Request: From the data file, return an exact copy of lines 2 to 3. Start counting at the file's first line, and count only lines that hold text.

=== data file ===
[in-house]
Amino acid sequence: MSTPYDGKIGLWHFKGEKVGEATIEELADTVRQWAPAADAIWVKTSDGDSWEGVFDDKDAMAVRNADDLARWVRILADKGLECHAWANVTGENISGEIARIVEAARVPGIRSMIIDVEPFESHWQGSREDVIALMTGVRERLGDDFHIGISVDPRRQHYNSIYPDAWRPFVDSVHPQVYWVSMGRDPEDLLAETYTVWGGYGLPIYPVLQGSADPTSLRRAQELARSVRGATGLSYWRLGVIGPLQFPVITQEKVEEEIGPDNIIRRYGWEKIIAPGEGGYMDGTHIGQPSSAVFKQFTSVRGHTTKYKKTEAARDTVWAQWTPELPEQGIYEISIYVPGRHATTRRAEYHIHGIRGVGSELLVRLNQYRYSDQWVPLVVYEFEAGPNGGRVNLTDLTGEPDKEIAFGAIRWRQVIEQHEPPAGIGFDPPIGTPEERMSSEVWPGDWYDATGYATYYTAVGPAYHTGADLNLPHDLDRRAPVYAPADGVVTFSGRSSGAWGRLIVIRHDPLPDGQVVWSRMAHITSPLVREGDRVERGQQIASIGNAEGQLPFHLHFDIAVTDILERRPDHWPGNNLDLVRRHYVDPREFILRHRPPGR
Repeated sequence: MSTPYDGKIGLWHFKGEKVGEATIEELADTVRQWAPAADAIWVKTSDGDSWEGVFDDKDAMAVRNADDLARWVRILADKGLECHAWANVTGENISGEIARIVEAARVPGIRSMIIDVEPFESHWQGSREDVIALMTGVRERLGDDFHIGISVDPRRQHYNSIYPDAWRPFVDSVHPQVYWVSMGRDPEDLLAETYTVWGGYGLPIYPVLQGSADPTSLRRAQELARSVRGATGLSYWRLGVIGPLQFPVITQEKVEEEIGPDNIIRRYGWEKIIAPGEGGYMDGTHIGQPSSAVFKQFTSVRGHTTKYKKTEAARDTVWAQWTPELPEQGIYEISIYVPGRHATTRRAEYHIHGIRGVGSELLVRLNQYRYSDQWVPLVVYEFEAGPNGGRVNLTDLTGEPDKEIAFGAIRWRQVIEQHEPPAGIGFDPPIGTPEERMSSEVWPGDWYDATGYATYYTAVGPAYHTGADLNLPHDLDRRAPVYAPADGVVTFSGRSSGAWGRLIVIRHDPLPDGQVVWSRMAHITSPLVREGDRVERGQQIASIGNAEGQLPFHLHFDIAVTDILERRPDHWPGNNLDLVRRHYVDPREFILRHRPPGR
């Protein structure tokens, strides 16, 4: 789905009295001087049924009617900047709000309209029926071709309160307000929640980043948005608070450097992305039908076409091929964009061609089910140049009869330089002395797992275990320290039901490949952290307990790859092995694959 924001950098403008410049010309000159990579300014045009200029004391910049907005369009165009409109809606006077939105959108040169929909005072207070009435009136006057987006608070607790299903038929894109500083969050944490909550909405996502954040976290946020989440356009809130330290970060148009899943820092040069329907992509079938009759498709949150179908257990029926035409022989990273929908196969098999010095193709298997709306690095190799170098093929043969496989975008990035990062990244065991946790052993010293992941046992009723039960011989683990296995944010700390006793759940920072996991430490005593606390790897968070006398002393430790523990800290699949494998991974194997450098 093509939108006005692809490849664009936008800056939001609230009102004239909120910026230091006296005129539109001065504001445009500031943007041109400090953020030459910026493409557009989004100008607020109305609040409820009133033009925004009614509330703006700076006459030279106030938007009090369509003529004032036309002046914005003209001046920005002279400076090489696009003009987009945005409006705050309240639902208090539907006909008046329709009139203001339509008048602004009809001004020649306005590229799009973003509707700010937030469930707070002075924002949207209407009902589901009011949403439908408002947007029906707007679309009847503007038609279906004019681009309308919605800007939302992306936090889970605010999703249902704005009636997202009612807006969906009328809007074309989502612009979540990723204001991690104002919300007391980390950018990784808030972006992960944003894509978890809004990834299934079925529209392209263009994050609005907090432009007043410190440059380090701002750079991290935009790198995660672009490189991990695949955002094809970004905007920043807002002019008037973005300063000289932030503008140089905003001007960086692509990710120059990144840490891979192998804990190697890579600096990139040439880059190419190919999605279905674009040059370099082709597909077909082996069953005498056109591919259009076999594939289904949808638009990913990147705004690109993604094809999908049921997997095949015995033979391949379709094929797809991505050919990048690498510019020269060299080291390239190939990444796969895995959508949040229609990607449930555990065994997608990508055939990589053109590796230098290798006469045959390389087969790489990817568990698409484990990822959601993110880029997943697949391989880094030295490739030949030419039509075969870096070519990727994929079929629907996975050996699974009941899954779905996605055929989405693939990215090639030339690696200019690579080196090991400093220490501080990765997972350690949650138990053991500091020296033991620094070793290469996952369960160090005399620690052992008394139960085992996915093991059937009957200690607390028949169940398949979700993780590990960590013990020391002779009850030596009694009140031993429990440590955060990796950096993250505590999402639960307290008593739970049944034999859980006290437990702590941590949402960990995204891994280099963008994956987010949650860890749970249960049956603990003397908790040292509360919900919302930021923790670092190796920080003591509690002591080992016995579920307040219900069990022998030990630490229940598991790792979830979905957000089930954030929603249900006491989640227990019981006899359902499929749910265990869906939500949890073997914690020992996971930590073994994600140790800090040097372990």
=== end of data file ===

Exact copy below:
Amino acid sequence: MSTPYDGKIGLWHFKGEKVGEATIEELADTVRQWAPAADAIWVKTSDGDSWEGVFDDKDAMAVRNADDLARWVRILADKGLECHAWANVTGENISGEIARIVEAARVPGIRSMIIDVEPFESHWQGSREDVIALMTGVRERLGDDFHIGISVDPRRQHYNSIYPDAWRPFVDSVHPQVYWVSMGRDPEDLLAETYTVWGGYGLPIYPVLQGSADPTSLRRAQELARSVRGATGLSYWRLGVIGPLQFPVITQEKVEEEIGPDNIIRRYGWEKIIAPGEGGYMDGTHIGQPSSAVFKQFTSVRGHTTKYKKTEAARDTVWAQWTPELPEQGIYEISIYVPGRHATTRRAEYHIHGIRGVGSELLVRLNQYRYSDQWVPLVVYEFEAGPNGGRVNLTDLTGEPDKEIAFGAIRWRQVIEQHEPPAGIGFDPPIGTPEERMSSEVWPGDWYDATGYATYYTAVGPAYHTGADLNLPHDLDRRAPVYAPADGVVTFSGRSSGAWGRLIVIRHDPLPDGQVVWSRMAHITSPLVREGDRVERGQQIASIGNAEGQLPFHLHFDIAVTDILERRPDHWPGNNLDLVRRHYVDPREFILRHRPPGR
Repeated sequence: MSTPYDGKIGLWHFKGEKVGEATIEELADTVRQWAPAADAIWVKTSDGDSWEGVFDDKDAMAVRNADDLARWVRILADKGLECHAWANVTGENISGEIARIVEAARVPGIRSMIIDVEPFESHWQGSREDVIALMTGVRERLGDDFHIGISVDPRRQHYNSIYPDAWRPFVDSVHPQVYWVSMGRDPEDLLAETYTVWGGYGLPIYPVLQGSADPTSLRRAQELARSVRGATGLSYWRLGVIGPLQFPVITQEKVEEEIGPDNIIRRYGWEKIIAPGEGGYMDGTHIGQPSSAVFKQFTSVRGHTTKYKKTEAARDTVWAQWTPELPEQGIYEISIYVPGRHATTRRAEYHIHGIRGVGSELLVRLNQYRYSDQWVPLVVYEFEAGPNGGRVNLTDLTGEPDKEIAFGAIRWRQVIEQHEPPAGIGFDPPIGTPEERMSSEVWPGDWYDATGYATYYTAVGPAYHTGADLNLPHDLDRRAPVYAPADGVVTFSGRSSGAWGRLIVIRHDPLPDGQVVWSRMAHITSPLVREGDRVERGQQIASIGNAEGQLPFHLHFDIAVTDILERRPDHWPGNNLDLVRRHYVDPREFILRHRPPGR